New York State's fourth and eighth graders made no notable progress on federal math exams this year.That's what the latest federal test scores show.
The federal results, the New York Times reports, contrast sharply with New York State figures, which paint a much rosier picture. The state reports that 80 percent of eighth graders met learning standards in math, an increase of 20 percent in two years. So what's going on here? Are we cooking the books in New York? Is it incompetence? A deliberate effort to deceive?
Education historian Diane Ravitch says: "What this amounts to is a fraud. This is a documentation of persistent dumbing down by the State Education Department and lying to the public."
Clearly Ms. Ravitch is angry and rightfully so. It is not only a fraud perpetrated on our school children. For the kids and their parents and teachers, it is a tragedy.
As we have noted in this space in the past, the campaign to increase test scores has become an obsession in New York City. Teachers use old exams to train children to pass new ones. Principals and teachers get rewards for bringing up the scores. But "training to the test" can skew the results.
If the true purpose of education is to produce a well-rounded citizen, concentrating efforts on merely a statistical result seems unfair----to the children. Education involves establishing special relationships between pupils and teachers----and stimulating an appetite for learning. The cold, statistical approach to education isn't good for New York or for the children.
Results on the federal math exams have renewed criticism that the state exams have become too easy. Mayor Bloomberg and his Schools Chancellor, Joel Klein, have used the state tests to bolster their claim that New York City schools have made great progress under centralized, mayoral control. Educational reform has become a major issue in the mayoral campaign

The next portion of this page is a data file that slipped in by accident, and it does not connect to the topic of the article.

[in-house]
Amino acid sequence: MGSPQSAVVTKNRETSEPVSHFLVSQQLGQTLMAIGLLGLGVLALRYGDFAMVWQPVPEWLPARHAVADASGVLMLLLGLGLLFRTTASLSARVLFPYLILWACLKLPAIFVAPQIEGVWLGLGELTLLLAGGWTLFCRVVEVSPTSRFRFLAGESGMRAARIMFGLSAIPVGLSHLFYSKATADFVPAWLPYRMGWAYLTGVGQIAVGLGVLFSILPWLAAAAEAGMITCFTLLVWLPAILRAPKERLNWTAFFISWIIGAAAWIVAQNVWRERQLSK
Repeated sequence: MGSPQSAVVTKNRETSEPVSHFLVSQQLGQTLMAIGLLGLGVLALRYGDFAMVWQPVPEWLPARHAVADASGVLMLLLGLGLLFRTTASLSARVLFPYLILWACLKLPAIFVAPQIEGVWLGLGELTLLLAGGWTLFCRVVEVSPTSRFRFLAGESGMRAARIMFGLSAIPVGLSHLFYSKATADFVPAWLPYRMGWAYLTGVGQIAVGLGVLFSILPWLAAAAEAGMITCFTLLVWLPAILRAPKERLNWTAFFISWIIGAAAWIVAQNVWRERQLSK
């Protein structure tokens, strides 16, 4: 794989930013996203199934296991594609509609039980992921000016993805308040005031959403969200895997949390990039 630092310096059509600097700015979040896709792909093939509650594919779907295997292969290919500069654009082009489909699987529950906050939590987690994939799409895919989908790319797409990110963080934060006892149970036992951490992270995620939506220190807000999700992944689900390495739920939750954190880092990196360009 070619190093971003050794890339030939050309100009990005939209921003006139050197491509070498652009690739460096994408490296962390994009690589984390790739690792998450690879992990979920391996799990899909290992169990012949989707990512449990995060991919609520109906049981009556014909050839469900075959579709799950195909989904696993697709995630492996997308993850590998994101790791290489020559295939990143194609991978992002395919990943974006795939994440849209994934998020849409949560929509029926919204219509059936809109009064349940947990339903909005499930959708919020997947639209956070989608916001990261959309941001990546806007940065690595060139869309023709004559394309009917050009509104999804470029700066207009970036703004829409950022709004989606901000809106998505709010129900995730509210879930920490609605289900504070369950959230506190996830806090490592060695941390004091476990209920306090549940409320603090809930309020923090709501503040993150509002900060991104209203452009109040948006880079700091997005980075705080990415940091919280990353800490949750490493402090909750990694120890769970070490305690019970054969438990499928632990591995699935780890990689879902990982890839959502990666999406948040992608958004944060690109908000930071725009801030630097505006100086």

To her credit, Merryl Tisch, chairwoman of the state Board of Regents, is ready to admit that the state testing may be flawed. She calls the national exam the "gold standard" and concedes that federal officials do a better job of measuring student achievement. She has promised to address the gap between state and Washington results this year. Her aim: "to make the state tests more transparent and more truthful."
Recently, she told me it was time to "raise the bar"---the standards for grades----on state tests.
An educational adviser to the Bloomberg campaign defended New York City testing, pointing out that, when future statistics are made public, city schools may well do better than other schools in the state.
But that's hardly enough. The Board of Regents has to untangle figures that produce much confusion. Under Ms.Tisch's leadership, it can be done. We need a straight accounting of our children's successes and failures.
We need educators, not politicians, in charge of our children's education.